With Washington searching for a new head coach, the Redskins are still up in the air in terms of philosophy, scheme and roster focus. But after finishing last season with their worst record in nearly 20 years, the Redskins need to hit the free-agency market aggressively and effectively regardless of coaching staff.
Here's a look at some of the possible (and hopeful) blips on the Redskins' offseason radar.
The Redskins won't have to go far to sign a good starting cornerback. DeAngelo Hall has spent the last six years with his childhood team.
Despite turning 30 last November, Hall is coming off arguably his best season as a pro and he was one of the few players on defense last season who could proudly show his face in public. He consistently took on the opposition's best receiving target, played with his regular fiery attitude and handled 3-13 like a pro when he had every right to blow up.
During Mike Shanahan's reign in Washington, the head coach and Hall seemed to have a mutual respect for one another, often times backing each other off the field. And while a new staff may mean or lead to something completely different, the front office needs to remember Hall's play since the end of the 2012 season and pay the man fairly.
Continuing to keep things in house, inside linebacker Perry Riley is set to become a free agent and the Redskins—who are in need of help at nearly every position on defense—could very well get first dibs on the former 2010 fourth-round draft pick.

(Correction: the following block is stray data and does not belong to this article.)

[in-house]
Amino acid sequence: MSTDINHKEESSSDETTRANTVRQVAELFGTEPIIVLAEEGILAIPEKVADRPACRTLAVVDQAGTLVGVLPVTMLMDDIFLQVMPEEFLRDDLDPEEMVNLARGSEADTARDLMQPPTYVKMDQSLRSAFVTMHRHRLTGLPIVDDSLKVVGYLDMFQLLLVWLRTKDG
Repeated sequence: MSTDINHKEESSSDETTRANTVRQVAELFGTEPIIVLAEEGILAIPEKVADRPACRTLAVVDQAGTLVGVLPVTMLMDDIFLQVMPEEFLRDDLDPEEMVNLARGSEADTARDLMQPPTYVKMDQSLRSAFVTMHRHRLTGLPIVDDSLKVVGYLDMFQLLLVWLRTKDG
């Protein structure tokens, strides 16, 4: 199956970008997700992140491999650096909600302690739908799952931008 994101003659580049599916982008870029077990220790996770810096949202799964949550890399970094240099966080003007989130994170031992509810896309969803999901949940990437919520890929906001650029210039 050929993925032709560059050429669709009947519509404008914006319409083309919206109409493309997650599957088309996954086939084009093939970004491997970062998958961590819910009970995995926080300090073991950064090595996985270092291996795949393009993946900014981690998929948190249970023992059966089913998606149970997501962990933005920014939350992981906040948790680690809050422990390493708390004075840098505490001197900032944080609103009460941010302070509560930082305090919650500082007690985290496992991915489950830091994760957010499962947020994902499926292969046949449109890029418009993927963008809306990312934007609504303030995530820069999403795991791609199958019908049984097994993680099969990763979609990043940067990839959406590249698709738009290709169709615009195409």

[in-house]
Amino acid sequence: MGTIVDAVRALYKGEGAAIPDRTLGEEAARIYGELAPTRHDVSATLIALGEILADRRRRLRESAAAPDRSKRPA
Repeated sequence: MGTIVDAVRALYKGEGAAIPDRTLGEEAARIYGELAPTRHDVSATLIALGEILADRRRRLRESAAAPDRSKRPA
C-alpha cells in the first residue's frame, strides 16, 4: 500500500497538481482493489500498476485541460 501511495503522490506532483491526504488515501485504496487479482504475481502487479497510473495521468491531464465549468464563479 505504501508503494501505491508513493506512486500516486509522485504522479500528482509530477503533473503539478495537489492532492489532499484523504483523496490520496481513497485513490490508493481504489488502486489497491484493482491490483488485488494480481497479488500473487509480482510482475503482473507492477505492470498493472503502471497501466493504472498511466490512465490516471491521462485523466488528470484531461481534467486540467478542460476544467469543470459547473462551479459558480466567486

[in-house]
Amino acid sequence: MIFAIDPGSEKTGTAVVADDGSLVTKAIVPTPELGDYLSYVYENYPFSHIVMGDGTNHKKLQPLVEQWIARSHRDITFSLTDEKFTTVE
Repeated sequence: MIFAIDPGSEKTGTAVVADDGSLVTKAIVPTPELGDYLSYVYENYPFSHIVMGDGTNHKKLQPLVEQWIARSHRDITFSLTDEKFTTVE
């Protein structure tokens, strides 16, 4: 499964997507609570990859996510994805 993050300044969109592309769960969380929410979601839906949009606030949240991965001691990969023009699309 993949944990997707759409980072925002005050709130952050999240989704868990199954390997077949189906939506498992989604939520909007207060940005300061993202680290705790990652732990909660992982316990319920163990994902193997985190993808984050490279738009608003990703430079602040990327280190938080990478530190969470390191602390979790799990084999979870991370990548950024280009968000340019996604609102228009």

Riley isn't a star, but he's dependable, and his improvement in pass coverage this season was a reassuring development. So long as he doesn't get all crazy with contract demands (which he shouldn't), the Redskins should highly consider retaining Riley, as he can be a nice piece in whichever scheme the new regime decides to use.
Sure, a healthy Jordan Reed in his second season will drastically help Griffin. But the offense needs receivers. They need guys that can threaten a defense and break man coverage.
After going undrafted out of Toledo in 2008, spending two years in the Canadian Football League and then spending the last three with the Cincinnati Bengals, Andrew Hawkins will have a good opportunity to net some cash as free agent this season and the Redskins could use a guy with his skill set.
Despite his size at just 5'7", 175 pounds, Hawkins is extremely quick, with great acceleration and excellent agility. In addition to his versatility, Hawkins is an underrated route runner and a home run threat with the ball in his hands, making him an ideal chess piece in helping to generate mismatches.